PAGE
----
Contacting your credit card company to ask for a reduction in the interest rate it charges you is just one of several strategies you can employ to make your financial life a bit more manageable. Creating a plan to help you manage the debt you have and to limit taking on more debt than you can comfortably handle is what financial planning authorities usually recommend.
Keeping mortgage payments at 28 percent or less of your gross monthly income is another way to avoid getting in over your head. Overall debt payments should not exceed your gross monthly income by more than 36 percent, and credit cards, student loans, car payments and other consumer debt payments should be no higher than 20 percent of your net income.
Getting control over your debt is possible when you are working and have an income upon which you can depend, but unanticipated unemployment or an illness that makes it impossible for you to work and burdens you with medical debt can leave your financial plan in a shambles.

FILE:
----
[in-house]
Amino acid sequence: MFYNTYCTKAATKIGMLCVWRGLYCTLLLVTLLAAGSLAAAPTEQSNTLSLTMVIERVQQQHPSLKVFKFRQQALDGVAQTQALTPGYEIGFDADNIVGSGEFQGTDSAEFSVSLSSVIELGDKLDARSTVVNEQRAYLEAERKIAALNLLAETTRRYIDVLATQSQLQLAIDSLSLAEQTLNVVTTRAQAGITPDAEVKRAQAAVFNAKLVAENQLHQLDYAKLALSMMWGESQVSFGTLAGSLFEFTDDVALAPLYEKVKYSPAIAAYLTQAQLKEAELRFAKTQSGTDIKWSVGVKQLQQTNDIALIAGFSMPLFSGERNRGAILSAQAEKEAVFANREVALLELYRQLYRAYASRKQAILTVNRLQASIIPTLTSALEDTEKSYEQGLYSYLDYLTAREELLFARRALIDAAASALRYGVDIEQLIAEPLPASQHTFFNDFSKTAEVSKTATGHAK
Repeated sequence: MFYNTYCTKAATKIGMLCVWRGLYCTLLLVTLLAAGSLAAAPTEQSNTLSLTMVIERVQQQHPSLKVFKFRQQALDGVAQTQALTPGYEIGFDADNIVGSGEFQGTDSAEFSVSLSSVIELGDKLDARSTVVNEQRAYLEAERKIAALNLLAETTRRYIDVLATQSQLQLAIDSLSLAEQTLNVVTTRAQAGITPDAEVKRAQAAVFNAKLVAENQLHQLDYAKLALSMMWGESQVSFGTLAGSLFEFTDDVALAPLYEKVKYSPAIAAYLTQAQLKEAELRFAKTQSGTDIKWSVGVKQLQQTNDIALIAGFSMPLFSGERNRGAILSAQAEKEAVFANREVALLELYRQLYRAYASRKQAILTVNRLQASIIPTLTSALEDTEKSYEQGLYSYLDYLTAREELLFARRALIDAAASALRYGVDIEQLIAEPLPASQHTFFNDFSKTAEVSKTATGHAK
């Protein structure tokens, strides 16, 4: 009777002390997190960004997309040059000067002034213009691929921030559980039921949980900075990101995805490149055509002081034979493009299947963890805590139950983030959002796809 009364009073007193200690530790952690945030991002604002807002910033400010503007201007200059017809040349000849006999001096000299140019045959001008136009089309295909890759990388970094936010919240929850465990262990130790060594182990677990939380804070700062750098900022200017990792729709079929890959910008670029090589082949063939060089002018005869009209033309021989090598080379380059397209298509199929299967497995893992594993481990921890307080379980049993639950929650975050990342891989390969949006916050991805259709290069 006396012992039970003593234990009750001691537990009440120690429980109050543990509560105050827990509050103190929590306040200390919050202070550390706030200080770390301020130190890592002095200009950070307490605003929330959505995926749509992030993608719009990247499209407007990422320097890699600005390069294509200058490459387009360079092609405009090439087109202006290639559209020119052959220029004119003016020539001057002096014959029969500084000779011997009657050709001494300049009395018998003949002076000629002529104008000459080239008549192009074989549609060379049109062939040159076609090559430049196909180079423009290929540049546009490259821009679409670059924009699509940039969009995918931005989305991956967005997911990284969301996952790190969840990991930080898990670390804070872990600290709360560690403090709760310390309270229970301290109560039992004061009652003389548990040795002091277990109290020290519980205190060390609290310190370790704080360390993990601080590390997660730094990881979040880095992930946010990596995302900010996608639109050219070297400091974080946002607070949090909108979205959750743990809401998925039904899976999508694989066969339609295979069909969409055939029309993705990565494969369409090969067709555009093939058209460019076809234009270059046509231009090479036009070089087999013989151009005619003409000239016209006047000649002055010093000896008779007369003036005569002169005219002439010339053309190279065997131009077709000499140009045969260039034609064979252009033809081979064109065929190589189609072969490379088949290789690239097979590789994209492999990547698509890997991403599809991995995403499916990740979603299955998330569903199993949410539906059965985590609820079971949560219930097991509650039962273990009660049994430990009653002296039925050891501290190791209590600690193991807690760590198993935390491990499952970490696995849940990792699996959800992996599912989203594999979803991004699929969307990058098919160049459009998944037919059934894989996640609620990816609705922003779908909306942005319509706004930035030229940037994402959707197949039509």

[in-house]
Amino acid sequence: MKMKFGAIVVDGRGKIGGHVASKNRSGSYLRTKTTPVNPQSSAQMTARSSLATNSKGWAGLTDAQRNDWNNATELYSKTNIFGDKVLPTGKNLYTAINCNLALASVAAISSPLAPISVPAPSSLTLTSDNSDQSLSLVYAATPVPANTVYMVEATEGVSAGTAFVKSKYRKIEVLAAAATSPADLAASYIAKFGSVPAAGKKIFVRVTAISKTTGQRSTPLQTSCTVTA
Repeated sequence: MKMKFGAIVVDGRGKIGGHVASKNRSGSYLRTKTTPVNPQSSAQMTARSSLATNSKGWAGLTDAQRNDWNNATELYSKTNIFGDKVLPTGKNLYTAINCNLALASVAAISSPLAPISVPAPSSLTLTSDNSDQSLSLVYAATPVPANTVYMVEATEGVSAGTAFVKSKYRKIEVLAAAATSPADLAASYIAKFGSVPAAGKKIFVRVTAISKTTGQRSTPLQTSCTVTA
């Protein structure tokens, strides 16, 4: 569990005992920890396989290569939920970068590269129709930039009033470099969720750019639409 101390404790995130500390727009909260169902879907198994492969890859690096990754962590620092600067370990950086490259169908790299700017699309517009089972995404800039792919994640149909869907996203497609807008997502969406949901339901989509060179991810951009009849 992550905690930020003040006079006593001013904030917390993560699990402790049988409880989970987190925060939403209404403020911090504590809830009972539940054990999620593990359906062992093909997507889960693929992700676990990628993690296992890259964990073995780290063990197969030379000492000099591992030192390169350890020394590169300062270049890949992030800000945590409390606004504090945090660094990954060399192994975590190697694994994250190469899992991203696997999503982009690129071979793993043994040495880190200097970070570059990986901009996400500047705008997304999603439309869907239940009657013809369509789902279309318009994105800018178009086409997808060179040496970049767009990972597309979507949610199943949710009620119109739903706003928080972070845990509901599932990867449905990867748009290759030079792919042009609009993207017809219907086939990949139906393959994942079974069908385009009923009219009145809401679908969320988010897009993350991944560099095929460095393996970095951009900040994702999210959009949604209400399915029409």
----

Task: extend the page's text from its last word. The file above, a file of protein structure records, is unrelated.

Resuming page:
An unexpected loss of income can lead to a vicious cycle of debt with your credit cards becoming a readily available source of buying power. Unfortunately, by the end of the month, your credit card debt that offered you the opportunity to buy things quickly becomes another financial burden.
When unexpected events toss your financial plans to the wind replace them with delinquent payments, a Louisville, Kentucky, bankruptcy attorney might be of assistance. An attorney might be able to suggest options to help you to stop creditor harassment and avoid wage garnishment while offering you a fresh financial start.
Source: Forbes, “Debt and Credit: It Pays To Know Your Limits,” Aug 19, 2015